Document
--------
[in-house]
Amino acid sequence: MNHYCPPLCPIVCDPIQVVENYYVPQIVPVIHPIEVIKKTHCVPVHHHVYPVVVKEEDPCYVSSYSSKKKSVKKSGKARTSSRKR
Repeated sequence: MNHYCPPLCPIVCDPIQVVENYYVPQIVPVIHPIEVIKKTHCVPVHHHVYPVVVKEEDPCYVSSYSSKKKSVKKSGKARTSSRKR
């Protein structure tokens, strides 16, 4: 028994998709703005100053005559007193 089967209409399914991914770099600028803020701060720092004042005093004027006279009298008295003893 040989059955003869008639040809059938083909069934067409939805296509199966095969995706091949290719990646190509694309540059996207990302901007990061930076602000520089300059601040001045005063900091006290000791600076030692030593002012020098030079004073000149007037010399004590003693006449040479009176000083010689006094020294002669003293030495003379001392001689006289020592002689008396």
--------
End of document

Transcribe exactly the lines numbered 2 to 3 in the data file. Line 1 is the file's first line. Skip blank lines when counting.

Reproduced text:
Amino acid sequence: MNHYCPPLCPIVCDPIQVVENYYVPQIVPVIHPIEVIKKTHCVPVHHHVYPVVVKEEDPCYVSSYSSKKKSVKKSGKARTSSRKR
Repeated sequence: MNHYCPPLCPIVCDPIQVVENYYVPQIVPVIHPIEVIKKTHCVPVHHHVYPVVVKEEDPCYVSSYSSKKKSVKKSGKARTSSRKR